And tie him to his own prescript,
Who made our laws to bind us, not himself ;
And hath full right to exempt
Whom so it pleases him by choice,
From national obstriction, without taint
Of sin, or legal debt;
For with his own laws he can best dispense.

He would not else, who never wanted means,
Nor, in respect of the enemy, just cause,
To set his people free,
Have prompted this heroic Nazarite,
Against his vow of strictest purity,
To seek in marriage that fallacious bride,
Unclean, unchaste.

[down;
Down, reason, then, at least vain reasonings

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Though reason here aver
That moral verdict quits her of unclean •
Unchaste was subsequent; her stain, not his.

But see, here comes thy reverend sire,
With careful step, locks white as down,
Old Manoah : advise
Forthwith how thou ought'st to receive him.

Sams. Ah me, another inward grief awaked,
With mention of that name, renews the assault.

Enter MANOAH. Man. Brethren and men of Dan, for such ye seem, Though in this uncouth place; if old respect, As I suppose, towards your once gloried friend, My son, now captive, hither hath inform’d Your younger feet, while mine cast back with age, Came lagging after; say, if he be here.

Chor. As signal now, in low dejected state,
As erst in highest, behold him where he lies.

Man. O miserable change! is this the man,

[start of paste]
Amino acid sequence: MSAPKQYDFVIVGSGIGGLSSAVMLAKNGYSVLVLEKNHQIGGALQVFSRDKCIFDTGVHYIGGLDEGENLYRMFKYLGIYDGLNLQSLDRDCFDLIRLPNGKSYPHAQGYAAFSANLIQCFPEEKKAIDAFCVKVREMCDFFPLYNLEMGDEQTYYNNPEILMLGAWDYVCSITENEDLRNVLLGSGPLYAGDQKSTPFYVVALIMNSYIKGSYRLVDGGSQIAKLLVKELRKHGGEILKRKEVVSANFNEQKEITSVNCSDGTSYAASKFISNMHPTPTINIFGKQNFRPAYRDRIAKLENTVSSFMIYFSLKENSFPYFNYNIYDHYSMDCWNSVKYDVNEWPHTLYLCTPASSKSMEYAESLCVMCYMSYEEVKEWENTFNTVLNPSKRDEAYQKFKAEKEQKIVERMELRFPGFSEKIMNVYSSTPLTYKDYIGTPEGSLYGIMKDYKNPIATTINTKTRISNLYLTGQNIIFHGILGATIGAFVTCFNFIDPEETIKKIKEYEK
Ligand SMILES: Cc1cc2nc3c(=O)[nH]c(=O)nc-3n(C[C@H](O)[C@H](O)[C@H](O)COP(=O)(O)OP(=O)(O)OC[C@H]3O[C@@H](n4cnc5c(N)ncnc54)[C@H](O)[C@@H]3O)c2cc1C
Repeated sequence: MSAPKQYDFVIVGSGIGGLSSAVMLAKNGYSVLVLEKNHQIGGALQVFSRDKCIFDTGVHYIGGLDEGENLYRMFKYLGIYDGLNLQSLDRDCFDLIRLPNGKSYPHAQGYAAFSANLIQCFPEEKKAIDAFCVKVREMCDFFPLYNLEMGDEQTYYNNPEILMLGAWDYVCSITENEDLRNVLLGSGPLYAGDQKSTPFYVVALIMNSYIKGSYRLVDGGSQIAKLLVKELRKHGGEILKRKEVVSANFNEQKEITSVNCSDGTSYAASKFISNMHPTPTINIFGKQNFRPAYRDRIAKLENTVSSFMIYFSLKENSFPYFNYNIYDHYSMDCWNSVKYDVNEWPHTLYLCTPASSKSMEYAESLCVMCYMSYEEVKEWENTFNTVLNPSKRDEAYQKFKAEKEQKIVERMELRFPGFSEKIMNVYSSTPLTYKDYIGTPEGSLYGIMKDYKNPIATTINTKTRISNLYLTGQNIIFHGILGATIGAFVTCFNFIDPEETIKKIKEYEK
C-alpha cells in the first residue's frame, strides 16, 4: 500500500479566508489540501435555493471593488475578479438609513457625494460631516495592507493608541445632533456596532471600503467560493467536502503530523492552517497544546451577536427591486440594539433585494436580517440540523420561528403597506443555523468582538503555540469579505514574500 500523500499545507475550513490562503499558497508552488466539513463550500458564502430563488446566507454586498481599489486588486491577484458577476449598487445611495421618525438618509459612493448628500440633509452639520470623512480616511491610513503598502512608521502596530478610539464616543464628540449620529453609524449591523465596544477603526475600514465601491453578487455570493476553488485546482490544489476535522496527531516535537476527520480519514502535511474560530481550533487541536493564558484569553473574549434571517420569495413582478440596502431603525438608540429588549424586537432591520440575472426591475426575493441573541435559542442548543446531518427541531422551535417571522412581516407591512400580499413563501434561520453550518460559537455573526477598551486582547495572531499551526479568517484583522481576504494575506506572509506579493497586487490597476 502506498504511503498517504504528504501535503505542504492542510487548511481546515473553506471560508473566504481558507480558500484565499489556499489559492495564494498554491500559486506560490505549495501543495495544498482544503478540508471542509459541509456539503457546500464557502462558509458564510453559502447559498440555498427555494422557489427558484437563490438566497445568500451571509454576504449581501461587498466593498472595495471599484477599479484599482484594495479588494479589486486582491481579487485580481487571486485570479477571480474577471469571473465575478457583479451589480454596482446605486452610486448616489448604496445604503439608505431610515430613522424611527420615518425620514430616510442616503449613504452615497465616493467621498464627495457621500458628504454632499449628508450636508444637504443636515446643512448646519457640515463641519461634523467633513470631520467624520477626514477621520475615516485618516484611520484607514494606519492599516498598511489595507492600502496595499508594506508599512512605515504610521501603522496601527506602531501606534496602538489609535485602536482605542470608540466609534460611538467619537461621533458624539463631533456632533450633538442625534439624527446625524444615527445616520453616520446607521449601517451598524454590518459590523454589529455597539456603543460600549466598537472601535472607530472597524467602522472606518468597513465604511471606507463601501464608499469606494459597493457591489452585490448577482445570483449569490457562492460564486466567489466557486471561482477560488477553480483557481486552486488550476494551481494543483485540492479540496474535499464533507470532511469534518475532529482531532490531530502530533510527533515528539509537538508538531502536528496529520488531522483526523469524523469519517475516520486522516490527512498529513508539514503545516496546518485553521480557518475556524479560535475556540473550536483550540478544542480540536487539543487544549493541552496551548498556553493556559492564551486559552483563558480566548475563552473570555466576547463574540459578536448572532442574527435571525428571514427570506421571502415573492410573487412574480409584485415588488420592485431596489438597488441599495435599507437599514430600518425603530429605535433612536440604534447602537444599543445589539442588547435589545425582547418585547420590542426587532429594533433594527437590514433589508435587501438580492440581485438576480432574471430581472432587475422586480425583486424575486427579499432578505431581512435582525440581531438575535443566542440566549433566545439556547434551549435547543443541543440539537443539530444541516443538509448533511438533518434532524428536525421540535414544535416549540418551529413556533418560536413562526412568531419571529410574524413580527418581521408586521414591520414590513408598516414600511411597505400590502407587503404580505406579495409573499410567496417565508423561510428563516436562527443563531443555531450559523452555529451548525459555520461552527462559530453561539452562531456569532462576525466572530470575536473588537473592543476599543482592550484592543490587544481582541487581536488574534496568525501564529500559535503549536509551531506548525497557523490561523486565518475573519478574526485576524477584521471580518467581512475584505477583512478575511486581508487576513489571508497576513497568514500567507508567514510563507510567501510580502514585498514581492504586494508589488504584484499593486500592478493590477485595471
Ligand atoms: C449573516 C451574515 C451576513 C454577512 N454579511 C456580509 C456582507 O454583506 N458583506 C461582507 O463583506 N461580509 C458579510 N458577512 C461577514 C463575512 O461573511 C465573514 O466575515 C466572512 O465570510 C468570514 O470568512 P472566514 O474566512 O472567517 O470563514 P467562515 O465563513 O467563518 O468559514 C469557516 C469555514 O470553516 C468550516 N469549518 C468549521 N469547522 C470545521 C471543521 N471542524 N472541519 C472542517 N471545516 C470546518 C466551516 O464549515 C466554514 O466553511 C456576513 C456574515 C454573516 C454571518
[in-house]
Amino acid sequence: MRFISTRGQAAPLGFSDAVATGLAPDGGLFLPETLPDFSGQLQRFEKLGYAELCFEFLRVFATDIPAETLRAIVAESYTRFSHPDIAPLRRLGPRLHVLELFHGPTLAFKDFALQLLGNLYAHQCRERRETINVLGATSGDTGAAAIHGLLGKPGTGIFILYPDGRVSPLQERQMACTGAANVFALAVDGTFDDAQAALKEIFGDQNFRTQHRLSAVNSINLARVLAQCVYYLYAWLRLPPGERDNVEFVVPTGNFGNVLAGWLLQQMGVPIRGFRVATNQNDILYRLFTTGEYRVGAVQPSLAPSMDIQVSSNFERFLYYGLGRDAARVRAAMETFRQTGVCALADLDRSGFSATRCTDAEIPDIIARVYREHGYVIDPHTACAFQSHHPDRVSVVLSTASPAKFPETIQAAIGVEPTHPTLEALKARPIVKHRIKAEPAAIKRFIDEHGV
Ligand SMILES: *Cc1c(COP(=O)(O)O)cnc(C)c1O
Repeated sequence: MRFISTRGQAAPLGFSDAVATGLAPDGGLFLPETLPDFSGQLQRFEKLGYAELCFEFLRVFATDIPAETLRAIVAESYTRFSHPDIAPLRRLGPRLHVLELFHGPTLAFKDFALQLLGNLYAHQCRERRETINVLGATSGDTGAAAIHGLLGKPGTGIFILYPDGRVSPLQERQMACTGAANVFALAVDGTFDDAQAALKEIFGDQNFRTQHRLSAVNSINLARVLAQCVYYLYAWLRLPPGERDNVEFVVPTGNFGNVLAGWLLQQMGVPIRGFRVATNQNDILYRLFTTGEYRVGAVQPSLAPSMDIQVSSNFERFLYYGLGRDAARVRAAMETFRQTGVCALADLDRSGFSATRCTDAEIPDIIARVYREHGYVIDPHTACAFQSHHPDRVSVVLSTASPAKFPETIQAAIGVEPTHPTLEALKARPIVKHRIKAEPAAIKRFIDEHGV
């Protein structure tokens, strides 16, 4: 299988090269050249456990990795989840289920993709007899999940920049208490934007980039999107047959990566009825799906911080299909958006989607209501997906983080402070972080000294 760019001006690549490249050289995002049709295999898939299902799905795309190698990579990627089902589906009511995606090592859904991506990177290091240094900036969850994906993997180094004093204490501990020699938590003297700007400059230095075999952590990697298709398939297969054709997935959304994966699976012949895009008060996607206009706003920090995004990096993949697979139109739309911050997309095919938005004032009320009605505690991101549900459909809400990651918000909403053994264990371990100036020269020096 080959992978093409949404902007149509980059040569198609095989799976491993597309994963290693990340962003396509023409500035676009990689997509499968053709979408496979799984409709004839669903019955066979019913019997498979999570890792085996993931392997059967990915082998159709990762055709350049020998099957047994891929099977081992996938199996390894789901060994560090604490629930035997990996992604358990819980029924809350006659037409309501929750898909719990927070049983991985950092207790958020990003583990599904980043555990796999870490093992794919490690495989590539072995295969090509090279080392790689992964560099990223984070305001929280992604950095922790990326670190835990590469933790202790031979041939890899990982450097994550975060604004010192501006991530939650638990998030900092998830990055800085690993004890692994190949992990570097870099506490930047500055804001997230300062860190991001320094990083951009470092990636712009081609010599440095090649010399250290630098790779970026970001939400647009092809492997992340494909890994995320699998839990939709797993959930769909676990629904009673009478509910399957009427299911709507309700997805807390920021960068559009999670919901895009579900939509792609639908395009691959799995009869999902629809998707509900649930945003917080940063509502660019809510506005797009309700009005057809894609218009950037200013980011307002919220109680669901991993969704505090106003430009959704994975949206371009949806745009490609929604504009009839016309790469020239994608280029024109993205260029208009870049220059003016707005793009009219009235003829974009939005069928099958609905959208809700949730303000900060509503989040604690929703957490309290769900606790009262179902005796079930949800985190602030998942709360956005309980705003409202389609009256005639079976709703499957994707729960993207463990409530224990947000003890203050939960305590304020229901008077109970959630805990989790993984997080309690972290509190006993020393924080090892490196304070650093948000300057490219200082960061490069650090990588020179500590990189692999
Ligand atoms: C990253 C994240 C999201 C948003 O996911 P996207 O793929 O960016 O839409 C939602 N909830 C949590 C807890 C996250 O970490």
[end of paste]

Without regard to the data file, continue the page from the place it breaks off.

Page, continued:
That invincible Samson, far renown'd,
The dread of Israel's foes, who, with a strength
Equivalent to angels, walk'd their streets,
None offering fight; who, single combatant,
Duell’d their armies, rank'd in proud array,
Himself an army;

now unequal match
To save himself against a coward, arm'd
At one spear's length. O ever-failing trust
In mortal strength! and oh, what not in man
Deceivable and vain ? nay, what thing good,
Pray'd for, but often proves our woe, our bane?
I pray'd for children, and thought barrenness
In wedlock a reproach; I gain'd a son,
And such a son as all men hail'd me happy;-
Who would be now a father in my stead?
O wherefore did God grant me my request,
And, as a blessing, with such pomp adorn'd?
Why are his gifts desirable, to tempt
Our earnest prayers, then given with solemn hand,
As graces, draw a scorpion's tail behind ?
For this did the angel twice descend? for this
Ordain'd thy nurture holy, as of a plant
Select and sacred, glorious for a while,
The miracle of men; then in an hour
Ensnar'd, assaulted, overcome, led bound,
Thy foes' derision, captive, poor, and blind,
Into a dungeon thrust, to work with slaves ?

Alas, methinks whom God hath chosen once
To worthiest deeds, if he through frailty err,
He should not so o'erwhelm, and, as a thrall,
Subject him to so foul indignities,
Be it but for honour's sake of former deeds.

Sams. Appoint not heavenly disposition, Father;
Nothing of all these evils hath befall’n me,
But justly; I myself have brought them on,
Sole author I, sole cause : if aught seem vile,
As vile hath been my folly, who have profaned
The mystery of God, given me under pledge
Of vow, and have betray'd it to a woman,
A Canaanite, my faithless enemy.
This well I knew, nor was at all surpris'd,
But warn'd by oft experience : did not she
Of Timna first betray me, and reveal
The secret wrested from me, in her highth
Of nuptial love profess’d, carrying it straight
To them who had corrupted her, my spies,